"It is nothing less than a confession that voting suppression is essential to the Republican Party’s survival.
As was the case in the litigation against the administration’s travel bans, Trump’s own words are the best evidence of the underlying motives of right-wing actions. In those cases, Trump let on that the real reason for his travel ban was to exclude Muslims. Now, he confesses that the party needs to keep voting levels down or face devastating losses. It is nothing less than a confession that voting suppression is essential to the Republican Party’s survival.


THE REPUBLICAN LIE dating back to 1980. Now finally, the LIAR IN CHIEF blurts out the truth!

From the source: "Trump says Republicans would 'never' be elected again if it was easier to vote".


Trump admitted on Monday that making it easier to vote in America would hurt the Republican party.

He dismissed a Democratic-led push for reforms such as vote-by-mail, same-day registration and early voting as states seek to safely run elections amid the Covid-19 pandemic.

“The things they had in there were crazy. They had things, levels of voting that if you’d ever agreed to it, you’d never have a Republican elected in this country again,” Trump said during an appearance on Fox & Friends. “They had things in there about election days and what you do and all sorts of clawbacks. They had things that were just totally crazy and had nothing to do with workers that lost their jobs and companies that we have to save.”

Democrats often accuse Republicans of deliberately making it hard to vote in order to keep minorities, immigrants, young people and other groups from the polls. And Republicans often say they oppose voting reforms because of concerns of voter fraud – which is extremely rare – or concerns over having the federal government run elections. But Trump’s remarks reveal how at least some Republicans have long understood voting barriers to be a necessary part of their political self-preservation.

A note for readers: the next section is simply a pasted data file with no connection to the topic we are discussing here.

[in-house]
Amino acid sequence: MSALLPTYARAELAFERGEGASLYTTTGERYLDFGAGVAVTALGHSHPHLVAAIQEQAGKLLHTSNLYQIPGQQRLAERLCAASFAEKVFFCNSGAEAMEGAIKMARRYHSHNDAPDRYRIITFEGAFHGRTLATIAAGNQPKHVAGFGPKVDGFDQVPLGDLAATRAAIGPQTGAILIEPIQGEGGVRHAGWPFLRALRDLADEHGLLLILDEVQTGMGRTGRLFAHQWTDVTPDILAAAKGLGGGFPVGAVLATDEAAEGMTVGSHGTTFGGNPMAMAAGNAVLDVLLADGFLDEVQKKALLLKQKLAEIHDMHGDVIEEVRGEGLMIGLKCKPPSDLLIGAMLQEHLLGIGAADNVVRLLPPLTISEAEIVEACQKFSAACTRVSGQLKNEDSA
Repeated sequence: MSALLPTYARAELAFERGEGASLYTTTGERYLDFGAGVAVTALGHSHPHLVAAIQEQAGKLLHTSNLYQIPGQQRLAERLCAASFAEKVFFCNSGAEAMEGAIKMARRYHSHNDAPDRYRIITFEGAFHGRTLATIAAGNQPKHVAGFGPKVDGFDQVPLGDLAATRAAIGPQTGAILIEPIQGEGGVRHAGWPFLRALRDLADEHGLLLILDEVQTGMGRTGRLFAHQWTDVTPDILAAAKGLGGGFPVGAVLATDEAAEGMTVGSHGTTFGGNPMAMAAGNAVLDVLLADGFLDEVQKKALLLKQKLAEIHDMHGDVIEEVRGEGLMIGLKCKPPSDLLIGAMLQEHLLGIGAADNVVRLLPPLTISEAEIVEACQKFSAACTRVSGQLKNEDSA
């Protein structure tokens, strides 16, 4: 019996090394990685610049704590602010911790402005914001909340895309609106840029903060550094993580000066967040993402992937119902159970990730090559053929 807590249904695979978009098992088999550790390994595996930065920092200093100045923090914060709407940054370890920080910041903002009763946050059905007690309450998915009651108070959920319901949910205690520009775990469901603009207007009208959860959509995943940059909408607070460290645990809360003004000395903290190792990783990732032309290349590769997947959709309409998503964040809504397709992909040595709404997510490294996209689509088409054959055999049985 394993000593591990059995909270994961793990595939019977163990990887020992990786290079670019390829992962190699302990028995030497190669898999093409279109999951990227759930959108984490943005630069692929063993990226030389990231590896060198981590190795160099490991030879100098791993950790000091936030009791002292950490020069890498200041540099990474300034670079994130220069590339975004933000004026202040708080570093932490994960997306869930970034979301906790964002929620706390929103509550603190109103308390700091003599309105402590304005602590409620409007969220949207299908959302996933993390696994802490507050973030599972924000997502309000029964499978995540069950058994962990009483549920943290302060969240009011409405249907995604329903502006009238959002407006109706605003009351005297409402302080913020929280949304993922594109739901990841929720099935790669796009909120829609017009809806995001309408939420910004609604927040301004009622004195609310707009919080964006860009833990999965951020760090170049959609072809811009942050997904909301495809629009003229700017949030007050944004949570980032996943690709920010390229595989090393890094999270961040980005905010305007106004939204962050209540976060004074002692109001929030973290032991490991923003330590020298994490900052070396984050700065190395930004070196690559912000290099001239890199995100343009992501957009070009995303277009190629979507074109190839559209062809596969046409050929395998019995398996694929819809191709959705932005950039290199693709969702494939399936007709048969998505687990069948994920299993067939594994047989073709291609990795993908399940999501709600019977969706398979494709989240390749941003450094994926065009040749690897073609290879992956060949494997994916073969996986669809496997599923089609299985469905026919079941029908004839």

“I don’t want everybody to vote,” Paul Weyrich, an influential conservative activist, said in 1980. “As a matter of fact, our leverage in the elections quite candidly goes up as the voting populace goes down.”



New (Wisconsin) warden uses old-school skills in desperate search

The rookie Department of Natural Resources warden had just popped the lid of his salad container when the radio squawked: a 13-year-old boy, missing.

The boy had run away from Edgerton Middle School after a dispute with his teachers — he swore at them before he ducked out of the school and headed into the swamp across the street. Principal Clark Bretthauser tried to follow, but lost him in the mucky underbrush.

The boy was clad only in a T-shirt and sweatpants. The temperature was 39 degrees Fahrenheit (3.89 degrees Celsius) and falling as the sun dipped toward the horizon; forecasts called for a snowstorm at nightfall.

Schumacher is 25. Growing up in southern Wisconsin, he fly fished and hunted “pretty much everything” — including deer with a musket. Inspired by an uncle who worked as a police officer, he majored in criminal justice at Madison’s Edgewood College. A post-graduation ride-along with a DNR warden showed him the way to a job that would combine police work with his love for the outdoors.

He spent two months training in the backwoods of northern Wisconsin, learning to track people in the wilderness without the aid of technology.

The most important lesson: Humans are lazy creatures. Animals will crawl under or go around obstacles. People will push them aside or plow through them. Everything in nature is vertical as it tries to reach the sun; if you see something horizontal, like a branch on the ground, chances are humans were there.